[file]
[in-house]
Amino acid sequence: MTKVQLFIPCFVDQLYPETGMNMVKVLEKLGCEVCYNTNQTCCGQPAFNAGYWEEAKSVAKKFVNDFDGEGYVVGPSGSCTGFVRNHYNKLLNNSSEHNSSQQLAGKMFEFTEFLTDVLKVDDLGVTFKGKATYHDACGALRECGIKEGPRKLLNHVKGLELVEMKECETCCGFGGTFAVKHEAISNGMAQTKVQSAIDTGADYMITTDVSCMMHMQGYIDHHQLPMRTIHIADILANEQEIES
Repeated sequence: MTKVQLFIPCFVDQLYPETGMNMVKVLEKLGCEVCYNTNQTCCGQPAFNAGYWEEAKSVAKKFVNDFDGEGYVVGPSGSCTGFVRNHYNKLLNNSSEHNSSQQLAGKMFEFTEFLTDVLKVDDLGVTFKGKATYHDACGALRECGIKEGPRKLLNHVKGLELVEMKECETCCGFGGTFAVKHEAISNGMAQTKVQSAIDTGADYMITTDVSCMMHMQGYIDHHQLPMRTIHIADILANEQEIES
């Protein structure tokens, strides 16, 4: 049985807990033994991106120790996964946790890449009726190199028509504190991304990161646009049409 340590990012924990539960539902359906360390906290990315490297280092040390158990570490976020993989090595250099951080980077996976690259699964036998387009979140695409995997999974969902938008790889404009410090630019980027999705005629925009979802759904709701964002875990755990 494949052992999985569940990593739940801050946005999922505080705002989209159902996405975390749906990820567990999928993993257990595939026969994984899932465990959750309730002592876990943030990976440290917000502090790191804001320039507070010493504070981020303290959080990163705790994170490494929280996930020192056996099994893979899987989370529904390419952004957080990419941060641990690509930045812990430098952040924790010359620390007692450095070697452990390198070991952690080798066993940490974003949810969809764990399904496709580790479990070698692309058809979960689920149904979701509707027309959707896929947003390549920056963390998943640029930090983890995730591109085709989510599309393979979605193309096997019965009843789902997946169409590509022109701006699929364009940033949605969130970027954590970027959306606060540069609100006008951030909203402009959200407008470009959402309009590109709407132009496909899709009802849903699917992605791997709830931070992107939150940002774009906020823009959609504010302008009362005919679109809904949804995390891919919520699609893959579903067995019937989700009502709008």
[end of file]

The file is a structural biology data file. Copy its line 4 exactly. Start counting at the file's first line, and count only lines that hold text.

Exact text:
């Protein structure tokens, strides 16, 4: 049985807990033994991106120790996964946790890449009726190199028509504190991304990161646009049409 340590990012924990539960539902359906360390906290990315490297280092040390158990570490976020993989090595250099951080980077996976690259699964036998387009979140695409995997999974969902938008790889404009410090630019980027999705005629925009979802759904709701964002875990755990 494949052992999985569940990593739940801050946005999922505080705002989209159902996405975390749906990820567990999928993993257990595939026969994984899932465990959750309730002592876990943030990976440290917000502090790191804001320039507070010493504070981020303290959080990163705790994170490494929280996930020192056996099994893979899987989370529904390419952004957080990419941060641990690509930045812990430098952040924790010359620390007692450095070697452990390198070991952690080798066993940490974003949810969809764990399904496709580790479990070698692309058809979960689920149904979701509707027309959707896929947003390549920056963390998943640029930090983890995730591109085709989510599309393979979605193309096997019965009843789902997946169409590509022109701006699929364009940033949605969130970027954590970027959306606060540069609100006008951030909203402009959200407008470009959402309009590109709407132009496909899709009802849903699917992605791997709830931070992107939150940002774009906020823009959609504010302008009362005919679109809904949804995390891919919520699609893959579903067995019937989700009502709008």